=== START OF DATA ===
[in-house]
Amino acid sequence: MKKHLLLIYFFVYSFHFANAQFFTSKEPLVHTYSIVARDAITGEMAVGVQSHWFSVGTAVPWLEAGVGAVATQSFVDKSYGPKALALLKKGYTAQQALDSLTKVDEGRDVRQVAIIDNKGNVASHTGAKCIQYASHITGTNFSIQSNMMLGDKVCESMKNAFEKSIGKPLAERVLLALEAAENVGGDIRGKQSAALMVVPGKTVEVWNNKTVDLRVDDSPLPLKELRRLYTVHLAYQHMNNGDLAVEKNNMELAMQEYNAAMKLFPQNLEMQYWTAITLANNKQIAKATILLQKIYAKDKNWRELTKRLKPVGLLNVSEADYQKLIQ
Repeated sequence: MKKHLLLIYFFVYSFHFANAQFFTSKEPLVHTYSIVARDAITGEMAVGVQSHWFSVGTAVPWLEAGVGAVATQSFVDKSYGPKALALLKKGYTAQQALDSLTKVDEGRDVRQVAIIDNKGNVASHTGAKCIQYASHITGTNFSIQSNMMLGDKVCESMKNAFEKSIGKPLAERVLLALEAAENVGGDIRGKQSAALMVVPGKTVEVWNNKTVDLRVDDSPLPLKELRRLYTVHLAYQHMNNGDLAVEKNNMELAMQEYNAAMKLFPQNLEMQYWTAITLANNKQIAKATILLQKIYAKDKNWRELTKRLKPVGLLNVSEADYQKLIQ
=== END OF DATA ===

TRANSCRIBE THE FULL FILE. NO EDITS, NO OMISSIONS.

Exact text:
[in-house]
Amino acid sequence: MKKHLLLIYFFVYSFHFANAQFFTSKEPLVHTYSIVARDAITGEMAVGVQSHWFSVGTAVPWLEAGVGAVATQSFVDKSYGPKALALLKKGYTAQQALDSLTKVDEGRDVRQVAIIDNKGNVASHTGAKCIQYASHITGTNFSIQSNMMLGDKVCESMKNAFEKSIGKPLAERVLLALEAAENVGGDIRGKQSAALMVVPGKTVEVWNNKTVDLRVDDSPLPLKELRRLYTVHLAYQHMNNGDLAVEKNNMELAMQEYNAAMKLFPQNLEMQYWTAITLANNKQIAKATILLQKIYAKDKNWRELTKRLKPVGLLNVSEADYQKLIQ
Repeated sequence: MKKHLLLIYFFVYSFHFANAQFFTSKEPLVHTYSIVARDAITGEMAVGVQSHWFSVGTAVPWLEAGVGAVATQSFVDKSYGPKALALLKKGYTAQQALDSLTKVDEGRDVRQVAIIDNKGNVASHTGAKCIQYASHITGTNFSIQSNMMLGDKVCESMKNAFEKSIGKPLAERVLLALEAAENVGGDIRGKQSAALMVVPGKTVEVWNNKTVDLRVDDSPLPLKELRRLYTVHLAYQHMNNGDLAVEKNNMELAMQEYNAAMKLFPQNLEMQYWTAITLANNKQIAKATILLQKIYAKDKNWRELTKRLKPVGLLNVSEADYQKLIQ